When used as an adjective, “commonsense” isn’t hyphenated. It’s one word. :)

  5. bearcreekbat 2015-06-11 16:37

    Daugaard’s political game playing has already hurt thousands of our friends and neighbors by repeatedly rejecting the Medicaid expansion. Why in the world would he care about South Dakotans who have benefited from the ObamaCare ACA subsidies? They should just “go eat cake.” But like the not so brilliant John Thune, Daugaard seems to think South Dakotans are stupid enough to buy into falsely blaming the President. After all, they voted for Daugaard and a one-party legislature even though this was against SD voters’ financial and moral interests.

  6. Roger Cornelius 2015-06-11 18:13

    South Dakota republican are being short sighted.

    Doing they realize the millions and millions of dollars in Obamacare funds that could be corrupted? They certainly know that there is profit in corruption.

  7. Roger Elgersma 2015-06-11 18:32

    “this was not driven by politics, it was driven by practical considerations of implementation.” is a blantant lie. The republicans have had nothing but schemes of tearing it apart piece by piece. Trying to make it work is opposite of what they tell their base. This is just another angle at discrediting it after they have tried to stay out. They have been against rates going up so that those with preexisting conditions can have coverage while they are admitting that people that had preexisting conditions was a flaw on the old system that should be improved. Double talk forwards and backwards is the disaster here.

  8. grudznick 2015-06-11 20:41

    Even that young Ms. Wismer who had almost 20% of the vote wanted to blame Obama. There is maybe 2.38% according to studies but even the leaders of the Democrat party are trying to distance themselves.

  9. jerry 2015-06-11 21:21

    Dennis Daugaard is our Baghdad Bob who chortles on like Tehran John with lie after lie. Why should he not spread the manure? The local yokels in the media do not dare question the big fake. They spoon up his drivel like a hog with fermenting corn, hence the saying “worthless as teats on a boar”. Our media lives up to the slogan with pride. Daugaard could actually do something on his own regarding healthcare here, but he is to busy counting his money to give a care about the working poor and those in need.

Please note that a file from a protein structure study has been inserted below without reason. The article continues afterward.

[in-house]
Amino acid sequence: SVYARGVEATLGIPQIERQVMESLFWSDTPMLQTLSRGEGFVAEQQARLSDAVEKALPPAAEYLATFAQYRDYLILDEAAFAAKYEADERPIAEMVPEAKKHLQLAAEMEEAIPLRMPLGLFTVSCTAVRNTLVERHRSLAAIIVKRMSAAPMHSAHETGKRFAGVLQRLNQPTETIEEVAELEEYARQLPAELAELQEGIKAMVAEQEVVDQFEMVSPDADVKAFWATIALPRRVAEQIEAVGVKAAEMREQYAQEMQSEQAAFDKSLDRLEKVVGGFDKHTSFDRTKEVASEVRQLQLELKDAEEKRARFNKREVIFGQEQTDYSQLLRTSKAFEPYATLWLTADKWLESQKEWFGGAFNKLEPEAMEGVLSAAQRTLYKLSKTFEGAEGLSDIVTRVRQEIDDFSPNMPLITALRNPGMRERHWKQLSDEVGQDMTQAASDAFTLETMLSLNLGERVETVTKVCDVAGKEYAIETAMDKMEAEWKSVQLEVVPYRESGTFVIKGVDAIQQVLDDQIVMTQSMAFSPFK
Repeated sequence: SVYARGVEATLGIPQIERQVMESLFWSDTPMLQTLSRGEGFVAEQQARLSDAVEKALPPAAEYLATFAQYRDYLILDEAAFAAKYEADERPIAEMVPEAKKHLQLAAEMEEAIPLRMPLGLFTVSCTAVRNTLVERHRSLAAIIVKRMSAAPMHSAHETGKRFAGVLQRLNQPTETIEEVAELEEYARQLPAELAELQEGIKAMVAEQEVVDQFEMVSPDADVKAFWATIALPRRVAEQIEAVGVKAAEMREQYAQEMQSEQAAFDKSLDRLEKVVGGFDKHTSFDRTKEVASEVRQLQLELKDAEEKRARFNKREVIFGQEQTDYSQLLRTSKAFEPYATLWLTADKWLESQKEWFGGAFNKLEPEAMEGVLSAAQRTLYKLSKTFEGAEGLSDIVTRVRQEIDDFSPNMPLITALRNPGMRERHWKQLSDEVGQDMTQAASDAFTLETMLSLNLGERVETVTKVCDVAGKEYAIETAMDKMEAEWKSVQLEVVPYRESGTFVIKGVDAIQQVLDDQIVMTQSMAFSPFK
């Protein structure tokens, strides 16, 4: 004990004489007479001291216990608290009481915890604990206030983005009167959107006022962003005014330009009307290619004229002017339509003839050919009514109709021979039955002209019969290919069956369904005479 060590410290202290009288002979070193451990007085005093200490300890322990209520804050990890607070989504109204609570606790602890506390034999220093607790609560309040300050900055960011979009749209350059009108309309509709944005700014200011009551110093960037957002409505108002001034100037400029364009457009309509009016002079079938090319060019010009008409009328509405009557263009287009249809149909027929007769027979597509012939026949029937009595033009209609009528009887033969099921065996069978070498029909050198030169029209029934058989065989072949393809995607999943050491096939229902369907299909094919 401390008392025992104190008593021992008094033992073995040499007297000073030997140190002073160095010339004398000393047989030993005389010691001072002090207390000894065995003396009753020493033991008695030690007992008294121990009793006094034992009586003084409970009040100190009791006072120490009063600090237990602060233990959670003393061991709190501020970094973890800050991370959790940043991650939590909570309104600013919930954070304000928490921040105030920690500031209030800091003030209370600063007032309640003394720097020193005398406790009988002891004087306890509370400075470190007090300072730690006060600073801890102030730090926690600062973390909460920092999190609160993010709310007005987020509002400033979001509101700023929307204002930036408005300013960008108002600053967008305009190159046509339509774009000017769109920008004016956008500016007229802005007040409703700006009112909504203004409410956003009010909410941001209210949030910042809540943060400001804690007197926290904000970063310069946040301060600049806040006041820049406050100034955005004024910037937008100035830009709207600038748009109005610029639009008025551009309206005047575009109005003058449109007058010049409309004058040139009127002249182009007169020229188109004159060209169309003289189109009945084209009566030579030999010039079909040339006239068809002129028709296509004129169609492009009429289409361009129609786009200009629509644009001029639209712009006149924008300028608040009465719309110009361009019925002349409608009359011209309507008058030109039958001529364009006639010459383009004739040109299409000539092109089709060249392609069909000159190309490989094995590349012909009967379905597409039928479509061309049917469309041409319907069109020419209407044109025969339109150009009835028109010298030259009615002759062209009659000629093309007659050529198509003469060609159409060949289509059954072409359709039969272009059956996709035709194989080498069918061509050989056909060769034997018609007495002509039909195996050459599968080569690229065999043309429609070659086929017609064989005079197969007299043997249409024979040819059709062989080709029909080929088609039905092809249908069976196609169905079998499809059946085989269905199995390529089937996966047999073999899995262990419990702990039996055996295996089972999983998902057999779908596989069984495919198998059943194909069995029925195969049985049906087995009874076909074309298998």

10. BOHICA 2015-06-11 23:07

    Good article. It appears that other successful State model websites…who have already invested the resources… could be used in SD if we had the will. The money is/was available to clone one of them and offset some of their costs. I am also confident that the major hospital systems in SD would fund some, if not all of any state financial obligation for expanding Medicaid…after all, they currently receive $0 for those services provided to these folks…any reimbursement for uncompensated care would be appreciated by them and shared back to the State. Bonehead economics should be a required course in high school, college, and technical schools…for youth of all political affiliations…it obviously hasn’t been.

  11. caheidelberger Post author | 2015-06-11 23:14

    (Kurt, either way, the adjectives requires connecting those words. Plus, the flow of the sentence allowed one intrusion, not two. :-D )

  12. Don Coyote 2015-06-12 09:09

    Even if the ACA prevails in King v Burwell, 50% of the meager 13 state exchanges (Hawaii, Oregon, Massachusetts, Maryland, Vermont, New Mexico, and Nevada) that were set up have performed so poorly that they have or will be closing up shop and letting the Feds run the program. It’s abundantly clear that the ACA state exchanges are an abject (and expensive) failure.

  13. leslie 2015-06-13 00:25

    see for up-to-date “abundantly clear” reporting of the status of the 51 (23 state/27 fed) exchanges. Nationwide, 31 million underinsured people are reasonably satisfied with their coverage and costs and are getting their care today (instead of delaying or missing needed medical care), care like coyote likely is getting.

    what is your opinion of the 48,000 without coverage in SD and 30-90 dead this year because of GOP resistance to expanding Medicaid, coyote??

  14. leslie 2015-06-13 00:32